Have you ever taken a date to a cerebral movie or the opera? Have you ever taken a classic work of literature to read at the beach? If so, you are not alone. But why are you doing it?
From the Telegraph:
Men try to impress their friends almost twice as much as women do by quoting Shakespeare and pretending to like jazz to seem more clever.
A fifth of all adults admitted they have tried to impress others by making out they are more cultured than they really are, but this rises to 41 per cent in London.
Scotland is the least pretentious country as only 14 per cent of the 1,000 UK adults surveyed had faked their intelligence there, according to Ask Jeeves research.
Typical methods of trying to seem cleverer ranged from deliberately reading a ‘serious’ novel on the beach, passing off other people’s witty remarks as one’s own and talking loudly about politics in front of others.
Two thirds put on the pretensions for friends, while 36 per cent did it to seem smarter in their workplace and 32 per cent tried to impress a potential partner.
One in five swapped their usual holiday read for something more serious on the beach and one in four went to an art gallery to look more cultured.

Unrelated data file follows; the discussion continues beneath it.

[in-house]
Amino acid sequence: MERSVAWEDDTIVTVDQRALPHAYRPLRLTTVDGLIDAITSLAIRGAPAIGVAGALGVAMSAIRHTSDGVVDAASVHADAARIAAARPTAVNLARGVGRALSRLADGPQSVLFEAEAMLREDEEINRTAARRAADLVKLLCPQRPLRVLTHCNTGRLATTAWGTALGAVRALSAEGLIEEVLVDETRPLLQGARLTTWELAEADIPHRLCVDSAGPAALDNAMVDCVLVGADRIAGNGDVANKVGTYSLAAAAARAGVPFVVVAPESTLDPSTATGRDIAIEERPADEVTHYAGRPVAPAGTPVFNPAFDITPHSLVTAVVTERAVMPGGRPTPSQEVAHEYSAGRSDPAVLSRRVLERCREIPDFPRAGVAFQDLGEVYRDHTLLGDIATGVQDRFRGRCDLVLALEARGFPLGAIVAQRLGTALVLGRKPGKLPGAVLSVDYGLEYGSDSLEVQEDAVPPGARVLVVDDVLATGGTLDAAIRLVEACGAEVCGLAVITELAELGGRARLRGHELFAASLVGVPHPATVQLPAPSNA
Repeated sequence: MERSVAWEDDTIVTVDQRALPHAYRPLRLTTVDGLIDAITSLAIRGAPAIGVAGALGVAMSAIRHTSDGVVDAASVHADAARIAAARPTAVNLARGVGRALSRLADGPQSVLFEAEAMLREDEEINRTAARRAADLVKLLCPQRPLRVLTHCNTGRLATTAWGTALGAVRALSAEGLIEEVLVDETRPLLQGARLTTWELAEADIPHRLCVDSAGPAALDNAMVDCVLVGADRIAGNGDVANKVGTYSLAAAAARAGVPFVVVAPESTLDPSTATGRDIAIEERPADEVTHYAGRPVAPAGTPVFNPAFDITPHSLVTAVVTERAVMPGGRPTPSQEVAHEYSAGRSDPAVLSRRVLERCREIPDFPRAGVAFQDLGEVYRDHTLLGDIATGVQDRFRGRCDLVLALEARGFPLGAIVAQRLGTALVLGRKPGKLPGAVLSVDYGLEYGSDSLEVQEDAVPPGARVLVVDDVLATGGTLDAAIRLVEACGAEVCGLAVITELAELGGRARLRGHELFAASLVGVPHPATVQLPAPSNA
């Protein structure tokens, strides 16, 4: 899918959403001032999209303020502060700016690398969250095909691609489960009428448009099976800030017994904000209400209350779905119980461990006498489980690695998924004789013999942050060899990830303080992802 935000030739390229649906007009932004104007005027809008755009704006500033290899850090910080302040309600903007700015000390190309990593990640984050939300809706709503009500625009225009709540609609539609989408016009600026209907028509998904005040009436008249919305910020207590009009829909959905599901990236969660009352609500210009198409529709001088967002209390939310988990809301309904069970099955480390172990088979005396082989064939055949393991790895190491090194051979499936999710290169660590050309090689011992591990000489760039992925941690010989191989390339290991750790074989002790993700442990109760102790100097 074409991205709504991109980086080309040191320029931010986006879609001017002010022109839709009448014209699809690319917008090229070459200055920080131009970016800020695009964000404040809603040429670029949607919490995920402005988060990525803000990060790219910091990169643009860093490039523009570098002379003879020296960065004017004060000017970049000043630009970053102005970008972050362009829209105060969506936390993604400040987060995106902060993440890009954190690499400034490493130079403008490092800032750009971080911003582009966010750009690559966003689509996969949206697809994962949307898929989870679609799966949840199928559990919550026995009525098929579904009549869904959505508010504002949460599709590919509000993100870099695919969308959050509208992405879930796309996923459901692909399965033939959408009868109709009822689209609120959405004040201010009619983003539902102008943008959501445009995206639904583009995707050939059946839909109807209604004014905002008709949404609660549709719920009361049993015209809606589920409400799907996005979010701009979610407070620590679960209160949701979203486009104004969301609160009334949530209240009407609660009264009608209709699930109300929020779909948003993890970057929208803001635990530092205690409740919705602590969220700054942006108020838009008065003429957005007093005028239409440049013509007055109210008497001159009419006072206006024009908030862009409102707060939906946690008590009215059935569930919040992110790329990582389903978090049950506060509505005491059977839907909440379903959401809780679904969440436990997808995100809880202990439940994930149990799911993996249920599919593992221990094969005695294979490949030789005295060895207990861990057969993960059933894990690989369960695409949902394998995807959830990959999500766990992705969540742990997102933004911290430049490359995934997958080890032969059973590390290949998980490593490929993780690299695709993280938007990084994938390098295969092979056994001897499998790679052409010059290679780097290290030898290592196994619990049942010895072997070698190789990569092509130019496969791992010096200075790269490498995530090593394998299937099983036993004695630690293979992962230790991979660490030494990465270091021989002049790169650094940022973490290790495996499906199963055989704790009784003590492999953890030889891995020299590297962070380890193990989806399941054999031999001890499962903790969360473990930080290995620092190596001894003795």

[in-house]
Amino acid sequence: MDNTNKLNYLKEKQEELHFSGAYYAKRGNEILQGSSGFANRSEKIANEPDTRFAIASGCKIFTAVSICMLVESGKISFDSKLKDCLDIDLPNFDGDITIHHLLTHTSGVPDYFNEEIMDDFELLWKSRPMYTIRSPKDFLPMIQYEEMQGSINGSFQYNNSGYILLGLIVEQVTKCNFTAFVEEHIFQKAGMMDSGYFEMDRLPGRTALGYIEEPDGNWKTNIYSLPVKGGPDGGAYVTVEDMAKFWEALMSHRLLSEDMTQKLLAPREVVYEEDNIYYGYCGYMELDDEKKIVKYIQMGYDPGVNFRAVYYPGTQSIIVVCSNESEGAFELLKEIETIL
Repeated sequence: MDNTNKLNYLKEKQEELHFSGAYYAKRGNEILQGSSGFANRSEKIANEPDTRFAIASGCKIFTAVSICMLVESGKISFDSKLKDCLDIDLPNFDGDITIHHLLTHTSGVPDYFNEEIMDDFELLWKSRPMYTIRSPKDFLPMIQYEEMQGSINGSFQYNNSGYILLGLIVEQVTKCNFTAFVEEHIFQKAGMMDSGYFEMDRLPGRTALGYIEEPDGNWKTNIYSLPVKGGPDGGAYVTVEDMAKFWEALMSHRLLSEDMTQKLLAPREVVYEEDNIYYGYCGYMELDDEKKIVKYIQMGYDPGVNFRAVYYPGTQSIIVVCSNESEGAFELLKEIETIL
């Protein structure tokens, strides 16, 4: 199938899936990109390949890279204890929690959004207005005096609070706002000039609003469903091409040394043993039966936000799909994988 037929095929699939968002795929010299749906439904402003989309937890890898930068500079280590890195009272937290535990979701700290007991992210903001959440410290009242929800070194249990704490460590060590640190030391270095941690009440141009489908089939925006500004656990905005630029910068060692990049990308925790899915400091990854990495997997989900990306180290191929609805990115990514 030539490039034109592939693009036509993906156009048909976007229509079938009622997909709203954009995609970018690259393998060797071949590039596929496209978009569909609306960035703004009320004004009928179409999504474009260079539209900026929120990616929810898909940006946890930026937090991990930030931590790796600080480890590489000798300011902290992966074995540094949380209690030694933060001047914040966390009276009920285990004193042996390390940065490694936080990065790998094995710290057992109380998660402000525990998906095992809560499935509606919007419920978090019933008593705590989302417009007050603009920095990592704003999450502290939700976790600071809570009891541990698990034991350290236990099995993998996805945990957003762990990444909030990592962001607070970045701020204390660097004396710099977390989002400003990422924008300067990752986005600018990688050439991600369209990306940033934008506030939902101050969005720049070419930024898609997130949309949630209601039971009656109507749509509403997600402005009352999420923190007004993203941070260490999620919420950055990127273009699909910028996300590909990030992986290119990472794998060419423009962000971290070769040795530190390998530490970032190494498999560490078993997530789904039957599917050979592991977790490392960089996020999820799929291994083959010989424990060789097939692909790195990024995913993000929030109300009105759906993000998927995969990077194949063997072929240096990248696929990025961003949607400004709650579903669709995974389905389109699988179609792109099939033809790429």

When it came to music tastes, 20 per cent have pretended to prefer Beethoven to Beyonce and many have referenced operas they have never seen.
A spokesman for Ask Jeeves said: “We were surprised by just how many people think they should go to such lengths in order to impress someone else.
“They obviously think they will make a better impression if they pretend to like Beethoven rather than admit they listen to Beyonce or read The Spectator rather than Loaded.
“Social media and the internet means it is increasingly easy to present this kind of false image about themselves.
“But in the end, if they are really going to be liked then it is going to be for the person they really are rather than the person they are pretending to be.”
Social media also plays a large part with people sharing Facebook posts on politics or re-tweeting clever tweets to raise their intellectual profile.
Men were the biggest offenders, with 26 per cent of men admitting to the acts of pretence compared to 14 per cent of women.
Top things people have done to seem smarter:
Repeated someone else’s joke as your own
Gone to an art gallery
Listened to classical music in front of others
Read a ‘serious’ book on the beach
Re-tweeted a clever tweet
Talked loudly about politics in front of others
Read a ‘serious’ magazine on public transport
Shared an intellectual article on Facebook
Pretended to know about wine
Worn glasses with clear lenses
Mentioned an opera you’d ‘seen’
Pretended to like jazz
Read the entire article here.
Image: Opera. Courtesy of the New York Times.